£1 billion has now been spent on the United Kingdom Government’s G-Cloud. G-Cloud, which was launched in 2012, is an initiative designed to enable government agencies and related bodies in the UK to acquire cloud-based Information Technology services. G-Cloud represents an online marketplace where public sector organisations are able to purchase cloud-based services without having to manage full tender processes. The latest iteration of the procurement framework, G-Cloud 7, went live on 23 November 2015.
All vendors and providers available through G-Cloud have been vetted to ensure their services meet UK government requirements, especially in terms of data protection. Framework members include larger providers like Iomart and AWS. In addition, Microsoft offers its Azure and Office 365 solutions through the framework. However, financial results for 2016 compiled by the Crown Commercial Service (CCS) suggest that 62% of the £1 billion spent on the scheme since its inception have gone to providers considered SMEs.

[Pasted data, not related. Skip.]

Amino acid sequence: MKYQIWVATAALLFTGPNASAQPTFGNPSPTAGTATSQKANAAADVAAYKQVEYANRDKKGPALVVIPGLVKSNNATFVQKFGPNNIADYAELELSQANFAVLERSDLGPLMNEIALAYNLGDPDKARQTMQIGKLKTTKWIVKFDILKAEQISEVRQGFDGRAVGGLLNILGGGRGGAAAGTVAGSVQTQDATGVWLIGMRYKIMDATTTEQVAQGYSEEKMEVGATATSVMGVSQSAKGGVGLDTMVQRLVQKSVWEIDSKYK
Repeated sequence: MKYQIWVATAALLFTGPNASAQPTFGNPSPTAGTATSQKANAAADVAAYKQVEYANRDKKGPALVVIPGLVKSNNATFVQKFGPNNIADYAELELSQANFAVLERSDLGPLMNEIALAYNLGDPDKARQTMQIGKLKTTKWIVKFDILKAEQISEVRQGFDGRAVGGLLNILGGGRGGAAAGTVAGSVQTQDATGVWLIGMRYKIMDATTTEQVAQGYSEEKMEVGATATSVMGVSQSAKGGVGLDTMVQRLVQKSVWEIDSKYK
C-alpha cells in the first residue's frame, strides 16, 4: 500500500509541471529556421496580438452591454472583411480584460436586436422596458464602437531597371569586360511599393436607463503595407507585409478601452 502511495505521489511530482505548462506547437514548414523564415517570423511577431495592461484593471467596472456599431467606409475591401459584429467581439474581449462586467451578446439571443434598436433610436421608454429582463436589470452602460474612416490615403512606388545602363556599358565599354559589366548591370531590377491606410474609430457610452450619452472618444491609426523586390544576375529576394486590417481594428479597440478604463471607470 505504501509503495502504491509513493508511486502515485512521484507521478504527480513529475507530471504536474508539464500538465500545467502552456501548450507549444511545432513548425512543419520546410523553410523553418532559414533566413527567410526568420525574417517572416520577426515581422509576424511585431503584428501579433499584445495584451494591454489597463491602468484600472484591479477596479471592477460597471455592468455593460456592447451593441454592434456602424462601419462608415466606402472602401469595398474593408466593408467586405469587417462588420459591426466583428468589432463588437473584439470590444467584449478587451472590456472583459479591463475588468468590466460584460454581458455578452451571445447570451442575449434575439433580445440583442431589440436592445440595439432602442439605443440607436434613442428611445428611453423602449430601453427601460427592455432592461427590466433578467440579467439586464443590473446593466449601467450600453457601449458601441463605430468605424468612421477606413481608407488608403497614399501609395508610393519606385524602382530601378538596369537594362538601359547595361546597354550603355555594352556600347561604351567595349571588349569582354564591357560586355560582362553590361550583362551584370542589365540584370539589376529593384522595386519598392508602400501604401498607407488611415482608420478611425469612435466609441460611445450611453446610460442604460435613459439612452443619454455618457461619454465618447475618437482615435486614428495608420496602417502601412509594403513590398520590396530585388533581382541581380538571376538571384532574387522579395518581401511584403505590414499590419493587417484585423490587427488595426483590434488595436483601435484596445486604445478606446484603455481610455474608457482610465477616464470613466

Central government bodies acquired services through the framework amounting to 76% this amount, with the greater public sector accounting for the remaining 24%. However, these figures go back to November 2015 and at present the G-Cloud control panel has not been updated with more recent figures.
Like G-Cloud, the Digital Services framework (DSf) is “transforming the way the public sector commissions digital and cloud services, by making it simpler, clearer and faster”. Based on figures released in January 2016, £47 million was spent through the agreement since its inception. 40% of this amount was generated by SME businesses providing services predominantly to the central government. The Digital Outcomes and Specialists (DoS) agreement, which launches in April 2016, supersedes DSf.
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